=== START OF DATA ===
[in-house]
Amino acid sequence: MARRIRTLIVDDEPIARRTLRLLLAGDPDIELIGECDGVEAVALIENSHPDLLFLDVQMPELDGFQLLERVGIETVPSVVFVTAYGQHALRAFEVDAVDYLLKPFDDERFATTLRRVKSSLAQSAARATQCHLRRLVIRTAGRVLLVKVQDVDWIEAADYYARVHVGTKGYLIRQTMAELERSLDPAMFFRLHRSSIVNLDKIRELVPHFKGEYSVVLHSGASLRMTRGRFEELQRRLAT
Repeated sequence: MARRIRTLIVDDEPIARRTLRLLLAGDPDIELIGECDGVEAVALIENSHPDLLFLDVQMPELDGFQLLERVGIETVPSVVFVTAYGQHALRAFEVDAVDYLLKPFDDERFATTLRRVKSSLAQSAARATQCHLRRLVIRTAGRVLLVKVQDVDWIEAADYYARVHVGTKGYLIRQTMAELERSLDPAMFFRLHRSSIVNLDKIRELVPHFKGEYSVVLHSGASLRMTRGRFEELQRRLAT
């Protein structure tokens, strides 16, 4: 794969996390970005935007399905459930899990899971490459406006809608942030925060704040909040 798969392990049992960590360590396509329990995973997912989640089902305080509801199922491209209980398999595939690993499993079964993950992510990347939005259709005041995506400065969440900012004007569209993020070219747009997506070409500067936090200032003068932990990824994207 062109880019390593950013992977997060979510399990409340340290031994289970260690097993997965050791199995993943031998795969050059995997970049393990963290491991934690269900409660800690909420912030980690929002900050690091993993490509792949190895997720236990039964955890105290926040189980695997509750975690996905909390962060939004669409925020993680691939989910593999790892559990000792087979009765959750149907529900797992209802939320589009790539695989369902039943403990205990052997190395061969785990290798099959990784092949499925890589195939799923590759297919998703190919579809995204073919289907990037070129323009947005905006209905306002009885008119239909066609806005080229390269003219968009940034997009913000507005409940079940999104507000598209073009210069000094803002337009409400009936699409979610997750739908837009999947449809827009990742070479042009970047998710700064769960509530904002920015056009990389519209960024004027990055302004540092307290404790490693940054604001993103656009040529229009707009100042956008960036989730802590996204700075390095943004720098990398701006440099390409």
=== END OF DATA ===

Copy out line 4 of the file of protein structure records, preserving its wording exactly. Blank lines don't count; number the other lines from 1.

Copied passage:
């Protein structure tokens, strides 16, 4: 794969996390970005935007399905459930899990899971490459406006809608942030925060704040909040 798969392990049992960590360590396509329990995973997912989640089902305080509801199922491209209980398999595939690993499993079964993950992510990347939005259709005041995506400065969440900012004007569209993020070219747009997506070409500067936090200032003068932990990824994207 062109880019390593950013992977997060979510399990409340340290031994289970260690097993997965050791199995993943031998795969050059995997970049393990963290491991934690269900409660800690909420912030980690929002900050690091993993490509792949190895997720236990039964955890105290926040189980695997509750975690996905909390962060939004669409925020993680691939989910593999790892559990000792087979009765959750149907529900797992209802939320589009790539695989369902039943403990205990052997190395061969785990290798099959990784092949499925890589195939799923590759297919998703190919579809995204073919289907990037070129323009947005905006209905306002009885008119239909066609806005080229390269003219968009940034997009913000507005409940079940999104507000598209073009210069000094803002337009409400009936699409979610997750739908837009999947449809827009990742070479042009970047998710700064769960509530904002920015056009990389519209960024004027990055302004540092307290404790490693940054604001993103656009040529229009707009100042956008960036989730802590996204700075390095943004720098990398701006440099390409």